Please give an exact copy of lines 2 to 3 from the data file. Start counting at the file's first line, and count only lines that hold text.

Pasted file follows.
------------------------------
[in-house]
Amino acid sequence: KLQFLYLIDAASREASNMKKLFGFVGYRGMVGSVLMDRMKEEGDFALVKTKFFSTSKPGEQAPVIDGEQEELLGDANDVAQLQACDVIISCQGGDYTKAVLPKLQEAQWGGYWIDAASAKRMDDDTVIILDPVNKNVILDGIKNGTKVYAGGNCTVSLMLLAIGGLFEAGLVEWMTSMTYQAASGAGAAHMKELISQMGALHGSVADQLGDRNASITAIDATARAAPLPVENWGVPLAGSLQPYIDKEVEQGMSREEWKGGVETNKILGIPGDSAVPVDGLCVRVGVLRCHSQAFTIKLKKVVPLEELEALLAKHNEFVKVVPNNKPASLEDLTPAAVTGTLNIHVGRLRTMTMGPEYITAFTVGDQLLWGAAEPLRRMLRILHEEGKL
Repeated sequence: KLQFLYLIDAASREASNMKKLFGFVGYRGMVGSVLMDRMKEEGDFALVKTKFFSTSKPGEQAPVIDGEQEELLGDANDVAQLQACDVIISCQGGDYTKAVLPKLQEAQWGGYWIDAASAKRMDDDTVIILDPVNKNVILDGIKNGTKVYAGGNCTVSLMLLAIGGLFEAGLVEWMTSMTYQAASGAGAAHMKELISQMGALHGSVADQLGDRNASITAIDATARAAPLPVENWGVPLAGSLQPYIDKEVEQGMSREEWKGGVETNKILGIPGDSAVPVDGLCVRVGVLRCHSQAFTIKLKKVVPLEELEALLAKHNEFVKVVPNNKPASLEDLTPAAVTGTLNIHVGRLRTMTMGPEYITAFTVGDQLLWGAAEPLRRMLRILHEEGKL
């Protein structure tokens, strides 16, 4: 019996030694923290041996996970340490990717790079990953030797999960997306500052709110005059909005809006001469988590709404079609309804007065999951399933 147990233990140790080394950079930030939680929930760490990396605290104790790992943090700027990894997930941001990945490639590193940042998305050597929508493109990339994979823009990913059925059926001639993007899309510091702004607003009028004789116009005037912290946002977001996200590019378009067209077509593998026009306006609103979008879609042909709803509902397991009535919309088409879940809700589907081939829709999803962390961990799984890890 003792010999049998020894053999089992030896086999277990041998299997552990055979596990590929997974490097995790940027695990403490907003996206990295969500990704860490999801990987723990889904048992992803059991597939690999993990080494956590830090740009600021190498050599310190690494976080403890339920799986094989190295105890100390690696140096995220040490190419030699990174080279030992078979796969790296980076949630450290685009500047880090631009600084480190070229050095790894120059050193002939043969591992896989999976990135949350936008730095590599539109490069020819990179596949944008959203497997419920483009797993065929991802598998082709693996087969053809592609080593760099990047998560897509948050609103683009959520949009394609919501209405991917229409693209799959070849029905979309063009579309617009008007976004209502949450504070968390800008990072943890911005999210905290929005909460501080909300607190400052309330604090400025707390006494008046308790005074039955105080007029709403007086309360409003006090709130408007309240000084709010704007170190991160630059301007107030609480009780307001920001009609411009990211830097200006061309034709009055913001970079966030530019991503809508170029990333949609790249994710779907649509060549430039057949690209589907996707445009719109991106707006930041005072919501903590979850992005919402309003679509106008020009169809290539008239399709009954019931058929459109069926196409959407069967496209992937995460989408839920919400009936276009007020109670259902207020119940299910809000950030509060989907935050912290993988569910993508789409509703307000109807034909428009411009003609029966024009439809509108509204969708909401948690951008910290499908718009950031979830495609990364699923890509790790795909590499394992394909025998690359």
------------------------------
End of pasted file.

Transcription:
Amino acid sequence: KLQFLYLIDAASREASNMKKLFGFVGYRGMVGSVLMDRMKEEGDFALVKTKFFSTSKPGEQAPVIDGEQEELLGDANDVAQLQACDVIISCQGGDYTKAVLPKLQEAQWGGYWIDAASAKRMDDDTVIILDPVNKNVILDGIKNGTKVYAGGNCTVSLMLLAIGGLFEAGLVEWMTSMTYQAASGAGAAHMKELISQMGALHGSVADQLGDRNASITAIDATARAAPLPVENWGVPLAGSLQPYIDKEVEQGMSREEWKGGVETNKILGIPGDSAVPVDGLCVRVGVLRCHSQAFTIKLKKVVPLEELEALLAKHNEFVKVVPNNKPASLEDLTPAAVTGTLNIHVGRLRTMTMGPEYITAFTVGDQLLWGAAEPLRRMLRILHEEGKL
Repeated sequence: KLQFLYLIDAASREASNMKKLFGFVGYRGMVGSVLMDRMKEEGDFALVKTKFFSTSKPGEQAPVIDGEQEELLGDANDVAQLQACDVIISCQGGDYTKAVLPKLQEAQWGGYWIDAASAKRMDDDTVIILDPVNKNVILDGIKNGTKVYAGGNCTVSLMLLAIGGLFEAGLVEWMTSMTYQAASGAGAAHMKELISQMGALHGSVADQLGDRNASITAIDATARAAPLPVENWGVPLAGSLQPYIDKEVEQGMSREEWKGGVETNKILGIPGDSAVPVDGLCVRVGVLRCHSQAFTIKLKKVVPLEELEALLAKHNEFVKVVPNNKPASLEDLTPAAVTGTLNIHVGRLRTMTMGPEYITAFTVGDQLLWGAAEPLRRMLRILHEEGKL